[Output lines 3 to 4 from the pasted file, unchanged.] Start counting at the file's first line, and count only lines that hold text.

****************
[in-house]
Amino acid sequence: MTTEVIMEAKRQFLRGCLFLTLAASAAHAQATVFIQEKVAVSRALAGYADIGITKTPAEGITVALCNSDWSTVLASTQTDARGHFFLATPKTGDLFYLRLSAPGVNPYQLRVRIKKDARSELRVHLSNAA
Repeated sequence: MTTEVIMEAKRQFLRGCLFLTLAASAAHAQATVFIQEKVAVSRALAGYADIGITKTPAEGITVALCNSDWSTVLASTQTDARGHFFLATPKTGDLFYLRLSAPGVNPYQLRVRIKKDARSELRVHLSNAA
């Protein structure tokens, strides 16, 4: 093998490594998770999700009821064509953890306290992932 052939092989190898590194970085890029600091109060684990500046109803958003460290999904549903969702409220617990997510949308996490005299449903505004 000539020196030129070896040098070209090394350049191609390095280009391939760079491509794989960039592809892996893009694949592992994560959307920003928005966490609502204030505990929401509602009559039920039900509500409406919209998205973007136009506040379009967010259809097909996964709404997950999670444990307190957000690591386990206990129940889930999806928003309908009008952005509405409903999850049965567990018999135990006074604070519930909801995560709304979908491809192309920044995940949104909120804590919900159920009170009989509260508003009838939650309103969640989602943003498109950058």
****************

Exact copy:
Repeated sequence: MTTEVIMEAKRQFLRGCLFLTLAASAAHAQATVFIQEKVAVSRALAGYADIGITKTPAEGITVALCNSDWSTVLASTQTDARGHFFLATPKTGDLFYLRLSAPGVNPYQLRVRIKKDARSELRVHLSNAA
């Protein structure tokens, strides 16, 4: 093998490594998770999700009821064509953890306290992932 052939092989190898590194970085890029600091109060684990500046109803958003460290999904549903969702409220617990997510949308996490005299449903505004 000539020196030129070896040098070209090394350049191609390095280009391939760079491509794989960039592809892996893009694949592992994560959307920003928005966490609502204030505990929401509602009559039920039900509500409406919209998205973007136009506040379009967010259809097909996964709404997950999670444990307190957000690591386990206990129940889930999806928003309908009008952005509405409903999850049965567990018999135990006074604070519930909801995560709304979908491809192309920044995940949104909120804590919900159920009170009989509260508003009838939650309103969640989602943003498109950058």